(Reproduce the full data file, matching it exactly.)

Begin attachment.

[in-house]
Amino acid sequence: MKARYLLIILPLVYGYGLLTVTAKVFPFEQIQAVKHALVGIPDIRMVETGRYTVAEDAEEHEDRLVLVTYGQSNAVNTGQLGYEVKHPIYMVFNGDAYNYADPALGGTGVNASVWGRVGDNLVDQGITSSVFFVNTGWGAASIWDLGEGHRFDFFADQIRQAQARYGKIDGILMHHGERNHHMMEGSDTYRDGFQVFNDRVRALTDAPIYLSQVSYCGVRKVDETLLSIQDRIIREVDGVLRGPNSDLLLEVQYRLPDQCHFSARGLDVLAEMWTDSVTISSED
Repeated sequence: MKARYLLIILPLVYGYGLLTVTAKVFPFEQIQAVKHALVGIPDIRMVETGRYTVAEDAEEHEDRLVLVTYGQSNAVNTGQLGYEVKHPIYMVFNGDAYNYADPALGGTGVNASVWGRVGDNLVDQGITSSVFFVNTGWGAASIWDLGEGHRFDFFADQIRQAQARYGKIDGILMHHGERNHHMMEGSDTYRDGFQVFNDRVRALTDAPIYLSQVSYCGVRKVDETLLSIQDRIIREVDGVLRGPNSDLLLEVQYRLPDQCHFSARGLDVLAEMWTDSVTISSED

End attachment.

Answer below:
[in-house]
Amino acid sequence: MKARYLLIILPLVYGYGLLTVTAKVFPFEQIQAVKHALVGIPDIRMVETGRYTVAEDAEEHEDRLVLVTYGQSNAVNTGQLGYEVKHPIYMVFNGDAYNYADPALGGTGVNASVWGRVGDNLVDQGITSSVFFVNTGWGAASIWDLGEGHRFDFFADQIRQAQARYGKIDGILMHHGERNHHMMEGSDTYRDGFQVFNDRVRALTDAPIYLSQVSYCGVRKVDETLLSIQDRIIREVDGVLRGPNSDLLLEVQYRLPDQCHFSARGLDVLAEMWTDSVTISSED
Repeated sequence: MKARYLLIILPLVYGYGLLTVTAKVFPFEQIQAVKHALVGIPDIRMVETGRYTVAEDAEEHEDRLVLVTYGQSNAVNTGQLGYEVKHPIYMVFNGDAYNYADPALGGTGVNASVWGRVGDNLVDQGITSSVFFVNTGWGAASIWDLGEGHRFDFFADQIRQAQARYGKIDGILMHHGERNHHMMEGSDTYRDGFQVFNDRVRALTDAPIYLSQVSYCGVRKVDETLLSIQDRIIREVDGVLRGPNSDLLLEVQYRLPDQCHFSARGLDVLAEMWTDSVTISSED